* The church is saved from deception by the leading of God through its members (Eph. 4:11-16; 1 Jn. 2:27).
* The church grows together, and only as each part is doing its share (1 Cor. 12:12-26; Eph. 4:15-16).
* The unity and good works of the church together is the light and testimony of the world (Matt. 5:13-16, where all the "yous" are plural; Jn. 17:20-23; 1 Thess. 1:6-10).
* The church shares all things, taking care of one another, though voluntarily rather than under complusion (Acts 2:42-47; 4:32; 2 Cor. 8:13-15; Heb. 10:33-34; and that this continued long past apostolic times is testified to until at least A.D. 210).
* The church is a family with responsibility to one another, even more so than our biological families (Luke 14:26; 18:29-30; Gal. 6:10; 1 Tim. 3:15).


This description goes back to what I said earlier about loving God and each other being how we abide in Christ (once we are in Christ as new creations). But again, what is the church and where do we find it? We find it in coming to Christ and then coming together with those who are in Christ. We are 'one loaf' with Christ and with each other.

Kelly said...

But isn't deliberately following the law a work of the flesh and not a spontaneous fruit of the spirit? Who chooses which moral common sense laws to keep/ignore?
And how do Christians fulfill the covenant?


Plus, she is a dresses only, headcovering Christian because she believes women are commanded to be so, according to Scripture.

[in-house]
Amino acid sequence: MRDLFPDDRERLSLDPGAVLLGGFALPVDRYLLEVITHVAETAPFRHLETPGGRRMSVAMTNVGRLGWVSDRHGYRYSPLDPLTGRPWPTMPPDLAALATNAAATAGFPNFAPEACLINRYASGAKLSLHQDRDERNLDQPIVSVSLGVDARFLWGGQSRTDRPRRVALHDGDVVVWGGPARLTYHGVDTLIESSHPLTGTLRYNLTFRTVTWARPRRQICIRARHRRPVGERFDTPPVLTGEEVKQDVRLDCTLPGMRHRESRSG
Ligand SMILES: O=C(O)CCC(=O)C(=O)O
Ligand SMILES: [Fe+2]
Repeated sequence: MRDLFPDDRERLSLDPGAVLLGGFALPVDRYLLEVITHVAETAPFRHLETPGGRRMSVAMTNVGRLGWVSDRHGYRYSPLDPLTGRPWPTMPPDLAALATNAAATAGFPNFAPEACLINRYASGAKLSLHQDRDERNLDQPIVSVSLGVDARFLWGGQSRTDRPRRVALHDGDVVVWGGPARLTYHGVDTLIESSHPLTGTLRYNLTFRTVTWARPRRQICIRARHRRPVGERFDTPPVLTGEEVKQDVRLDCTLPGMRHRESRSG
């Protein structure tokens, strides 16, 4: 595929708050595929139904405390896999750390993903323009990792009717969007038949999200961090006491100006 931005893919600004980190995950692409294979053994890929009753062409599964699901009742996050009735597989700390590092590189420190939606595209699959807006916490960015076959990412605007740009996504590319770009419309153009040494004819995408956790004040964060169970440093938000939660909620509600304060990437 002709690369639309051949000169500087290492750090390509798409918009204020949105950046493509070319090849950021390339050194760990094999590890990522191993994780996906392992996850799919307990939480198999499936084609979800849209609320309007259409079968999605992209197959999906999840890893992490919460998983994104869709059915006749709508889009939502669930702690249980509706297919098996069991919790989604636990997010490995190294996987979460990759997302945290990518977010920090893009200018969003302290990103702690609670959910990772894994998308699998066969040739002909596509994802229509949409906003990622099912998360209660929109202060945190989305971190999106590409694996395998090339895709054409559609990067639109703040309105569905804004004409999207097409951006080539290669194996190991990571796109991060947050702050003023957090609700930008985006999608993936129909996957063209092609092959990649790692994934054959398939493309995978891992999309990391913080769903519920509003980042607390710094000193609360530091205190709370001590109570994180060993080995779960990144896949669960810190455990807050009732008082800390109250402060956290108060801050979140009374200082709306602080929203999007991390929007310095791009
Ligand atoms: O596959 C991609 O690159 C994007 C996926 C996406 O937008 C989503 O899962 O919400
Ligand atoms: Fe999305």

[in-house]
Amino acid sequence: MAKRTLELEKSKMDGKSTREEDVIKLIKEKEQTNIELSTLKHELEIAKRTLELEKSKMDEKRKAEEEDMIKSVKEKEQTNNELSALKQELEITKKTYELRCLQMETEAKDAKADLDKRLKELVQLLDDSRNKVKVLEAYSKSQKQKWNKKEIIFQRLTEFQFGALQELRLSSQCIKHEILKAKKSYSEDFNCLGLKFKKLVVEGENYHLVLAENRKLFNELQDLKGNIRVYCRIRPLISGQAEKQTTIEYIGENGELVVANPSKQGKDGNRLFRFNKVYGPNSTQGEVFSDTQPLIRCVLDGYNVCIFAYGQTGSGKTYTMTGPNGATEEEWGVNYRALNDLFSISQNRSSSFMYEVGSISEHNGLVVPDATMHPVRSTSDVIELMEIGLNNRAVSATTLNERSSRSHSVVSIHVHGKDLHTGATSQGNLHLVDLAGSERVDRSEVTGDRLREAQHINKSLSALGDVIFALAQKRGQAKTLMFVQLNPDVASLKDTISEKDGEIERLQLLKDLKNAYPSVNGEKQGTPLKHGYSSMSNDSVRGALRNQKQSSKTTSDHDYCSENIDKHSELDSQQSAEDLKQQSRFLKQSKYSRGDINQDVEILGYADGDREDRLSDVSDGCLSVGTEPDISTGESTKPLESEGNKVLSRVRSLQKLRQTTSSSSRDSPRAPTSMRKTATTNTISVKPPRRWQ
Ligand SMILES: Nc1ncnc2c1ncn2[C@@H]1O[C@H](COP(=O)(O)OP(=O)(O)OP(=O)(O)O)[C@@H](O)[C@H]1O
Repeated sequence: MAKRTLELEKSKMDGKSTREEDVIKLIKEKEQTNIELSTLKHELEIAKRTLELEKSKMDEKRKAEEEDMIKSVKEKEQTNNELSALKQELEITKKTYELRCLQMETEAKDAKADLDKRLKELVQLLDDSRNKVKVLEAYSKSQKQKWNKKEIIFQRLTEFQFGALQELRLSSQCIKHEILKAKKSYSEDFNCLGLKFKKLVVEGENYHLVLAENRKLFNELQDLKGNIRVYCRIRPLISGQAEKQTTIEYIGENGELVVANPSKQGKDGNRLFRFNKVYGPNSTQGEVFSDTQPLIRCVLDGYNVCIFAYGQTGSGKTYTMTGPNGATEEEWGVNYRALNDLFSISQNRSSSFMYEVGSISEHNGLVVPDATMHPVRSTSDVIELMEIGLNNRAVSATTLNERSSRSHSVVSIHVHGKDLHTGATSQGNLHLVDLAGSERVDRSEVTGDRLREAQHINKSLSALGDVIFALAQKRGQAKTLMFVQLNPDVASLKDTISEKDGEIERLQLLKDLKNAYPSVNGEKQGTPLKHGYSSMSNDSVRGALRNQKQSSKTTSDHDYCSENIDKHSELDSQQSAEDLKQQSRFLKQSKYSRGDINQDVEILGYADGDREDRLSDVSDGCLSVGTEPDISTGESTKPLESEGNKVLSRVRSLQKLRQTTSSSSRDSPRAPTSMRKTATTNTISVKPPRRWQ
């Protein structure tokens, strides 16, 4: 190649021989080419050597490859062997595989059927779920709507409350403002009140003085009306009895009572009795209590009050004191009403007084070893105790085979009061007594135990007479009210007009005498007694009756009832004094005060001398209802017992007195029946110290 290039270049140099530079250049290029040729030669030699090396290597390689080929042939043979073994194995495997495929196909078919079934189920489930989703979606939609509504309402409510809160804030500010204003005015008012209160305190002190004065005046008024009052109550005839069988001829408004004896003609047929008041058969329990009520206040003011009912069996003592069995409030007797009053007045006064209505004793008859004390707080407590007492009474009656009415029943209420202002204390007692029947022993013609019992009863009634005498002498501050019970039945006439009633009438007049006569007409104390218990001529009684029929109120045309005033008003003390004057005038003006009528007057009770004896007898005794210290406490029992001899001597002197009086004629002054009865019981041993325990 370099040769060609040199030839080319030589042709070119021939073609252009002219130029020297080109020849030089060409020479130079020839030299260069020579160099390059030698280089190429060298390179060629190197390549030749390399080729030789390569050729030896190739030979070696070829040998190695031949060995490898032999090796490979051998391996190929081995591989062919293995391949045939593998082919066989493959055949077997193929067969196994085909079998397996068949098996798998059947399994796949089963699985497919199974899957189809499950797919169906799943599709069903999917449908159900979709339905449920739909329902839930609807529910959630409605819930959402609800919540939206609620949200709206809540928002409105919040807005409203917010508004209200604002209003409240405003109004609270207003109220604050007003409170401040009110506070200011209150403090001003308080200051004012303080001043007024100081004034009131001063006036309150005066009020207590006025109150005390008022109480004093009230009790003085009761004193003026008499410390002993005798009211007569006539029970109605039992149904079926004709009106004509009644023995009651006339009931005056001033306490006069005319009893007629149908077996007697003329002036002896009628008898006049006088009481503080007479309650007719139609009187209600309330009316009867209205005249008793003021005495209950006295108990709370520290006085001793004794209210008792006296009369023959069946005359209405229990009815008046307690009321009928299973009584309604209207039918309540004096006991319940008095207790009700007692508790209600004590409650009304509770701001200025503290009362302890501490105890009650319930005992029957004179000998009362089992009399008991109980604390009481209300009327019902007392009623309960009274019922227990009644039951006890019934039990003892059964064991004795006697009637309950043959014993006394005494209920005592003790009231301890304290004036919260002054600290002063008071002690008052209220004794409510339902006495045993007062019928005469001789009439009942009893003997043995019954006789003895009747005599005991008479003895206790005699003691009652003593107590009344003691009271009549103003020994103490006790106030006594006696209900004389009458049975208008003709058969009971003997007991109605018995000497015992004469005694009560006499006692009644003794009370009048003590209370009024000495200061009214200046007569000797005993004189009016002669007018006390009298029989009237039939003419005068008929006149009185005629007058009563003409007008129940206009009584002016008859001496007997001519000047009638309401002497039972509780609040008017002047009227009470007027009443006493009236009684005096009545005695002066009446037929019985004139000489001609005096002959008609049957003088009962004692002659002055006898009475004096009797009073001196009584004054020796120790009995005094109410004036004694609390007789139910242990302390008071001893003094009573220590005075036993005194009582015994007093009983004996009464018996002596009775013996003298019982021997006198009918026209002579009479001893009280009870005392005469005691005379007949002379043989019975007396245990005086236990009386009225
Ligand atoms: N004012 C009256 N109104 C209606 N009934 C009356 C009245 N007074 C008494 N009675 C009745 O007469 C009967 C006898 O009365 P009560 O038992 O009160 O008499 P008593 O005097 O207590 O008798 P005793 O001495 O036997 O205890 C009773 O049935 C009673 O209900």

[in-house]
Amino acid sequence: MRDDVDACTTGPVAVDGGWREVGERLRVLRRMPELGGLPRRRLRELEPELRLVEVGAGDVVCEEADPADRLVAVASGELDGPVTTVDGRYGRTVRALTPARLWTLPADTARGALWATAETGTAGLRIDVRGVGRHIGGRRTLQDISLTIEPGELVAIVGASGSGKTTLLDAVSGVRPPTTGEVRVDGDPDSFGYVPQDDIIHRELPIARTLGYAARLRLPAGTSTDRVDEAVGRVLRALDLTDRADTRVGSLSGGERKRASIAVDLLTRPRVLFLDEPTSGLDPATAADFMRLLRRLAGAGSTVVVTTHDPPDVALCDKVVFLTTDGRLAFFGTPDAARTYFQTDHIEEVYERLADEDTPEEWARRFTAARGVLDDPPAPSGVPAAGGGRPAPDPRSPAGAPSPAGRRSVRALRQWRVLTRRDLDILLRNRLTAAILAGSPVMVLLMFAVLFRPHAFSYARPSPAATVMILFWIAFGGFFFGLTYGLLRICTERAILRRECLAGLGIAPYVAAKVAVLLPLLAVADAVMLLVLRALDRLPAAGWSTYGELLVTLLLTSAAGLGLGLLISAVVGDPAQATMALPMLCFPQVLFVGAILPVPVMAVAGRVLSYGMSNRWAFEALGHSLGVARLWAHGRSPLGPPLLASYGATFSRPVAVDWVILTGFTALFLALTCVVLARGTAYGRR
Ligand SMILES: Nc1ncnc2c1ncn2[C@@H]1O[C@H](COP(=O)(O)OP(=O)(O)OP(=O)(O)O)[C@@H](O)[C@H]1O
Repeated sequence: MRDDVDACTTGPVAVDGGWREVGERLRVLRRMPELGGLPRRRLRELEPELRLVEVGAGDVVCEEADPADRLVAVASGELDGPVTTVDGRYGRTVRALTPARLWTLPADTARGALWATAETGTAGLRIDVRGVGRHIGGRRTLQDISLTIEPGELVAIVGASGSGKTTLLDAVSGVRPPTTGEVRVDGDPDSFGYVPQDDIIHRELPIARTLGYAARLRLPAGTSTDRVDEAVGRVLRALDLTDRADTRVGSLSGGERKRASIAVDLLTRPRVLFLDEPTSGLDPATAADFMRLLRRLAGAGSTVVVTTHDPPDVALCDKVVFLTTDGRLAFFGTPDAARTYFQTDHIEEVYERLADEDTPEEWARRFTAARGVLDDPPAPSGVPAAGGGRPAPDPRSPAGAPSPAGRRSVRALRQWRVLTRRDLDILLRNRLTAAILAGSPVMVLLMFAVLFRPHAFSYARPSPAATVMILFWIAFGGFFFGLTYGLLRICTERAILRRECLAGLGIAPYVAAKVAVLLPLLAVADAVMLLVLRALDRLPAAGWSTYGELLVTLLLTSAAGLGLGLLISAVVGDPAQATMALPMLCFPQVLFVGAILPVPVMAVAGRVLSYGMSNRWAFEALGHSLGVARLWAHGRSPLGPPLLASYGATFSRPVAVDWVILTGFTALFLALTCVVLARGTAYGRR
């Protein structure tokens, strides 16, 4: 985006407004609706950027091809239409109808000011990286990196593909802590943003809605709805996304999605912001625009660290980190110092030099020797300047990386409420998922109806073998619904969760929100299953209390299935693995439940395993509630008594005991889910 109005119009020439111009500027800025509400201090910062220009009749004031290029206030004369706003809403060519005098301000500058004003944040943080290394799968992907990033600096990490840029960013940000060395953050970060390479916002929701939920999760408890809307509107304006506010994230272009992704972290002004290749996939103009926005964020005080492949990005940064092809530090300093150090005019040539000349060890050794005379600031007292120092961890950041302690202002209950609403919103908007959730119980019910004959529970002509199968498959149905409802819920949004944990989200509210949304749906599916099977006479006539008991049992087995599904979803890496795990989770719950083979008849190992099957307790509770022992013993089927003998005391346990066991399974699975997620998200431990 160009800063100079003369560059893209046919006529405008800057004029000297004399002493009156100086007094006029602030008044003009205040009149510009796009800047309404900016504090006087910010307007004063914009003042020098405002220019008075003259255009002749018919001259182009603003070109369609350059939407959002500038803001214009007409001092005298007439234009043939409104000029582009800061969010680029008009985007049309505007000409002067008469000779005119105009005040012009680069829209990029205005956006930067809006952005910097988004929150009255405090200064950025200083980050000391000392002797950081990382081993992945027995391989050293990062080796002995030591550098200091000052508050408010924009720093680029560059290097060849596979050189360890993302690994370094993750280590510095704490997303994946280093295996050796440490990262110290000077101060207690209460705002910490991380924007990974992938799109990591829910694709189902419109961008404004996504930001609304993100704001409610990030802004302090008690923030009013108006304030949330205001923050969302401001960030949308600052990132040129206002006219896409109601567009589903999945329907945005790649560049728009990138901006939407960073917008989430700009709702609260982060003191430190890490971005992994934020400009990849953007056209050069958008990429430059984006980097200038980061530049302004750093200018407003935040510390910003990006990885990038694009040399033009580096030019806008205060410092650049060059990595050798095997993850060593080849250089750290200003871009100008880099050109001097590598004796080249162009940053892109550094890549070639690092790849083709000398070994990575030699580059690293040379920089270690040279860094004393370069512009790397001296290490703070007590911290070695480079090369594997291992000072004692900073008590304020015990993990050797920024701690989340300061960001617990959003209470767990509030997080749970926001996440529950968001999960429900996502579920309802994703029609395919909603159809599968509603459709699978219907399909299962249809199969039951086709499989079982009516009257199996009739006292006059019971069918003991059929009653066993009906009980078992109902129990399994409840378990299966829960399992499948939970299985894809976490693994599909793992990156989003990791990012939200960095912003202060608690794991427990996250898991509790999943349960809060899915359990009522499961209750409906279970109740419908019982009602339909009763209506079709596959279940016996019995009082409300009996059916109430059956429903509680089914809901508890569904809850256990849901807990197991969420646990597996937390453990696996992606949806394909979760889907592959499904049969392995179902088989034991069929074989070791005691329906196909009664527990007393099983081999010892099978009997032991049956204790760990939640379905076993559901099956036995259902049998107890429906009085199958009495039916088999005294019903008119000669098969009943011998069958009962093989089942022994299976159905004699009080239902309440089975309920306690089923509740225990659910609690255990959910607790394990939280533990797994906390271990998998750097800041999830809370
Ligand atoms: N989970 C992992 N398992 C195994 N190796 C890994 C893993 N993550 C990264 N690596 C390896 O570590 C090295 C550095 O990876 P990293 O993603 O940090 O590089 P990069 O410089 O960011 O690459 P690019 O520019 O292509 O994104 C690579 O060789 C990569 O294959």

I believe she even went so far as to say that while she couldn't say for sure that you weren't saved if you were wearing pants and lacking a head covering, but it wasn't likely that you were saved.

Jennie said...

Plus, she is a dresses only, headcovering Christian because she believes women are commanded to be so, according to Scripture.


We're commanded to do many things in scripture, and not to do many things as well. Because someone obeys a command doesn't mean they are under the law. It may mean they love God and want to please Him because they trust in Him. A person can wear dresses only and not please God if they are doing it from wrong motives. A person can wear pants and please God if they are in submission to Him and loving Him and their neighbor by faith and grace. It's good for women to wear feminine and modest clothing, whatever that may mean, but it's better to have a good attitude AND to dress modestly. The good attitude part is the hard part, as I know from personal, ongoing experience.

Daughter of Wisdom said...

Sue Bee asked:

Are you saying only with our cooperation by doing good works there is justification &/or sanctification?
----------------------------------

No Sue Bee. We do not get justified or sanctified by doing good works. We do good works because we have been justified and sanctified. God has justified us and sanctified us to do good works. We therefore do good works out of obedience to God.

Jennie said...

And the passages about how women should dress, and if they should cover their heads, are not totally clear. It is the heart that matters and then the dress will follow. We obviously should not dress inappropriately. I assume most of us here know generally what that means, and it may mean different things for different cultures.

Daughter of Wisdom said...

Sue Bee wrote:

But isn't deliberately following the law a work of the flesh and not a spontaneous fruit of the spirit? Who chooses which moral common sense laws to keep/ignore?
And how do Christians fulfill the covenant?
-----------------------------------